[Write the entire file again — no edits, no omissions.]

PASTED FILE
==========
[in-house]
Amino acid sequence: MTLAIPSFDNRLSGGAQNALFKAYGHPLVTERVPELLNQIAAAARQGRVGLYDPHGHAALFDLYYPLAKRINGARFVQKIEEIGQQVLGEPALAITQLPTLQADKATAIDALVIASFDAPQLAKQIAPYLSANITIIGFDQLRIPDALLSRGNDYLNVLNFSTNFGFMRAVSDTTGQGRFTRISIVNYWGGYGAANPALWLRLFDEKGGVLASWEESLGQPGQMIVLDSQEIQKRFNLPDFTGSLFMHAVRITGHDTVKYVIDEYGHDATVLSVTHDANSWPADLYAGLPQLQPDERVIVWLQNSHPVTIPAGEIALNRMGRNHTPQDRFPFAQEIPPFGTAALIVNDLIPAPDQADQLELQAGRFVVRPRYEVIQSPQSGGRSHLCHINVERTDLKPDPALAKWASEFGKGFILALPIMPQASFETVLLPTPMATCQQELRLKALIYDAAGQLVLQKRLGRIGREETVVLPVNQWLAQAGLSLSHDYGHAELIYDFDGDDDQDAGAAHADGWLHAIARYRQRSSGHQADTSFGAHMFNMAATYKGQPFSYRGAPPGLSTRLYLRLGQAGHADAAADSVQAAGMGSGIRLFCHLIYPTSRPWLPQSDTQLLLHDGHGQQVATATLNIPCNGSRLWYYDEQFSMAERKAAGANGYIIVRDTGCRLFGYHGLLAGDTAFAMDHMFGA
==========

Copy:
[in-house]
Amino acid sequence: MTLAIPSFDNRLSGGAQNALFKAYGHPLVTERVPELLNQIAAAARQGRVGLYDPHGHAALFDLYYPLAKRINGARFVQKIEEIGQQVLGEPALAITQLPTLQADKATAIDALVIASFDAPQLAKQIAPYLSANITIIGFDQLRIPDALLSRGNDYLNVLNFSTNFGFMRAVSDTTGQGRFTRISIVNYWGGYGAANPALWLRLFDEKGGVLASWEESLGQPGQMIVLDSQEIQKRFNLPDFTGSLFMHAVRITGHDTVKYVIDEYGHDATVLSVTHDANSWPADLYAGLPQLQPDERVIVWLQNSHPVTIPAGEIALNRMGRNHTPQDRFPFAQEIPPFGTAALIVNDLIPAPDQADQLELQAGRFVVRPRYEVIQSPQSGGRSHLCHINVERTDLKPDPALAKWASEFGKGFILALPIMPQASFETVLLPTPMATCQQELRLKALIYDAAGQLVLQKRLGRIGREETVVLPVNQWLAQAGLSLSHDYGHAELIYDFDGDDDQDAGAAHADGWLHAIARYRQRSSGHQADTSFGAHMFNMAATYKGQPFSYRGAPPGLSTRLYLRLGQAGHADAAADSVQAAGMGSGIRLFCHLIYPTSRPWLPQSDTQLLLHDGHGQQVATATLNIPCNGSRLWYYDEQFSMAERKAAGANGYIIVRDTGCRLFGYHGLLAGDTAFAMDHMFGA